Monthly Archives: April 2020


Parallel command execution – Linux Cluster

The pdsh parallel shell tool allows you and lets you run a shell command across multiple nodes in a cluster.

This is a high performance, parallel pdsh shell remote shell utility for admins. Chaos Pdsh is a multithreaded remote shell client which executes commands on multiple remote hosts in parallel.  A parallel shell permits your clusters Linux Ubuntu RedHat to run the same similar command on many designated hosts or nodes within the hadoop cluster. In this case you do not have to really log in to each node individually.

High-performance and parallel remote shell utility with dshgroup module allows dsh on pdsh (or otherwise known as Dancer’s shell sudo) files from /etc/dsh/group directory. Now download Parallel Distributed Shell free of charge.

What is pdsh?

pdsh is a variant of the rsh(1) command. Unlike rsh(1), which runs commands on a single remote host, pdsh can run multiple remote commands in parallel. pdsh uses a “sliding window” (or fanout) of threads to conserve resources on the initiating host while allowing some connections to time out.

When pdsh receives SIGINT (ctrl-C), it lists the status of current threads. A second SIGINT within one second terminates the program. Pending threads may be canceled by issuing ctrl-Z within one second of ctrl-C. Pending threads are those that have not yet been initiated, or are still in the process of connecting to the remote host.

If a remote command is not specified on the command line, pdsh runs interactively, prompting for commands and executing them when terminated with a carriage return. In interactive mode, target nodes that time out on the first command are not contacted for subsequent commands, and commands prefixed with an exclamation point will be executed on the local system.

The core functionality of pdsh may be supplemented by dynamically loadable modules. The modules may provide a new connection protocol (replacing the standard rcmd(3) protocol used by rsh(1)), filtering options (e.g. removing hosts that are “down” from the target list), and/or host selection options (e.g., -a selects all hosts from a configuration file.). By default, pdsh must have at least one “rcmd” module loaded. See the RCMD MODULES section for more information.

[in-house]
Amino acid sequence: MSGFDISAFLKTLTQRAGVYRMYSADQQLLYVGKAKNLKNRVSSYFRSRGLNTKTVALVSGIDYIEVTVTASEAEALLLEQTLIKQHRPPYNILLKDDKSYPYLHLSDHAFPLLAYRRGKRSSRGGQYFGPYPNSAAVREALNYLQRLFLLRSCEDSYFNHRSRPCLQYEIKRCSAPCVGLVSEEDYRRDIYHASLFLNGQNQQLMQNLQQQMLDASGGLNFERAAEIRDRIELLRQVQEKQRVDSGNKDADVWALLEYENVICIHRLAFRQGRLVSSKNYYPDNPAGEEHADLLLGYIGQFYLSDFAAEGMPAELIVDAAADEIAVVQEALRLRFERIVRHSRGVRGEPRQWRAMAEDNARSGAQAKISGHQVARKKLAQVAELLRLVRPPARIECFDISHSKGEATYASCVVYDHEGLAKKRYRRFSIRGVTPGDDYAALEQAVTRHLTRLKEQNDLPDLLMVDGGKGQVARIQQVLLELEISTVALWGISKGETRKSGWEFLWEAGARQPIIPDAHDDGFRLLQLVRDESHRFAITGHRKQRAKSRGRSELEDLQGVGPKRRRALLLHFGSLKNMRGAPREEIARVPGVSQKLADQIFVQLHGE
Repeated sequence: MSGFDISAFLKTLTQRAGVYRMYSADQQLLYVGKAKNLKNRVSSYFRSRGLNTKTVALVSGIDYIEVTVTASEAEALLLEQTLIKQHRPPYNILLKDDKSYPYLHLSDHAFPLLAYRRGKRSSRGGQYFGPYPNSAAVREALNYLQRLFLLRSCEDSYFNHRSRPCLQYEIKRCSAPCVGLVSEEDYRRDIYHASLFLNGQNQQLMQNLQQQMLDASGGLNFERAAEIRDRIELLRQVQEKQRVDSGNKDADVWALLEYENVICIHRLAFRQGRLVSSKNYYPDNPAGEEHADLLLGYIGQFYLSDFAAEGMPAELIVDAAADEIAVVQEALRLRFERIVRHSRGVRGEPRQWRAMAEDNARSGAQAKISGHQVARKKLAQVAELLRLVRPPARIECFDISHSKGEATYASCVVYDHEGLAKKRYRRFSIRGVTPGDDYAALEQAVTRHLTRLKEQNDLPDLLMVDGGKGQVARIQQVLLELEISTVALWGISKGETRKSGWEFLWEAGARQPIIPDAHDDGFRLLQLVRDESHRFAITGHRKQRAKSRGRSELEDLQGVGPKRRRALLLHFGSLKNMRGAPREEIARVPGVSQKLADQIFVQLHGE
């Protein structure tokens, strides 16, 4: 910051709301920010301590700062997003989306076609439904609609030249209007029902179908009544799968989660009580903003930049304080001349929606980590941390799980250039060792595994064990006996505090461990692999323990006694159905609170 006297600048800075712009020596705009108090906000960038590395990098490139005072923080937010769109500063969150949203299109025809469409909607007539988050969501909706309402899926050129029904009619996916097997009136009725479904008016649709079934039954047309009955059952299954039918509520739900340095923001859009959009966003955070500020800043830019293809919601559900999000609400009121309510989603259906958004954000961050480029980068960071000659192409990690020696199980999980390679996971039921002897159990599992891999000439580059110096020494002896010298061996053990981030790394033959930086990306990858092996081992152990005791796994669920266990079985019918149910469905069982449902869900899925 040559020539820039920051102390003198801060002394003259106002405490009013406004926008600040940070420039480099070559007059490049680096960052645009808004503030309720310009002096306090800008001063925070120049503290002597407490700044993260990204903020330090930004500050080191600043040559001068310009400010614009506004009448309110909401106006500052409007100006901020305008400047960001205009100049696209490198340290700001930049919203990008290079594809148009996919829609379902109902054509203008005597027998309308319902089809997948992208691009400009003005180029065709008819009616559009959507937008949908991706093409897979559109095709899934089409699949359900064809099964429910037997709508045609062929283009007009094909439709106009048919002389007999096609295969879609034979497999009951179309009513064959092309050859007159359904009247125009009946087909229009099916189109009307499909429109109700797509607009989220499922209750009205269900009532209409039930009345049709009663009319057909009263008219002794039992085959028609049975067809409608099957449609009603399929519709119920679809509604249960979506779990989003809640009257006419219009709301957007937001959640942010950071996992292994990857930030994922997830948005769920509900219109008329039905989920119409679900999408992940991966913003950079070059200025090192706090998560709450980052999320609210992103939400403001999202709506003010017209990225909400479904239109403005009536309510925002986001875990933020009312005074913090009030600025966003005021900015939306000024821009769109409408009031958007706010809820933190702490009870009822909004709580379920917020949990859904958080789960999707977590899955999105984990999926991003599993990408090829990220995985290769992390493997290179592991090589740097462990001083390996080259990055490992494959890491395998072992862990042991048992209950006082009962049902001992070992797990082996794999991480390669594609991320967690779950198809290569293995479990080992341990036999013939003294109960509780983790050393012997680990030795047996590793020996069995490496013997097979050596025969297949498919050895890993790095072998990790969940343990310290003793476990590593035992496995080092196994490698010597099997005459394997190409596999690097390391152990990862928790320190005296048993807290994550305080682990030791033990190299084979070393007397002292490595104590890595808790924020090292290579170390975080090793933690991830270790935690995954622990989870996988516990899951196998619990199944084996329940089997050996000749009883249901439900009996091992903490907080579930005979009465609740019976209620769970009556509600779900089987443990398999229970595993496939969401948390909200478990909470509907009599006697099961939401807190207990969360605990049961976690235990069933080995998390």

Installing pdsh

Debian based:

“`apt install pdsh“`

RHEL based:

“`yum install pdsh“`


The following command installs telegraf on all 4 nodes in cluster02

[akhil@PHOENIX:~]$ pdsh -w root@cluster02-node0[1-4] yum install -y telegraf

Running multiple commands

[akhil@PHOENIX:~]$ pdsh -w root@cluster02-node0[1-4] "date;sleep 5;date"

Pipe redirection

[akhil@PHOENIX:~]$ pdsh -w root@cluster02-node0[1-4] "chkconfig|grep collectl"




When using ssh for remote execution, expect the stderr of ssh to be folded in with that of the remote command. When invoked by pdsh, it is not possible for ssh to prompt for passwords if RSA/DSA keys are configured properly, etc.. For ssh implementations that suppport a connect timeout option, pdsh attempts to use that option to enforce the timeout (e.g. -oConnectTimeout=T for OpenSSH), otherwise connect timeouts are not supported when using ssh. Finally, there is no reliable way for pdsh to ensure that remote commands are actually terminated when using a command timeout. Thus if -u is used with ssh commands may be left running on remote hosts even after timeout has killed local ssh processes.

Output from multiple processes per node may be interspersed when using qshell or mqshell rcmd modules.

The number of nodes that pdsh can simultaneously execute remote jobs on is limited by the maximum number of threads that can be created concurrently, as well as the availability of reserved ports in the rsh and qshell rcmd modules. On systems that implement Posix threads, the limit is typically defined by the constant PTHREADS_THREADS_MAX.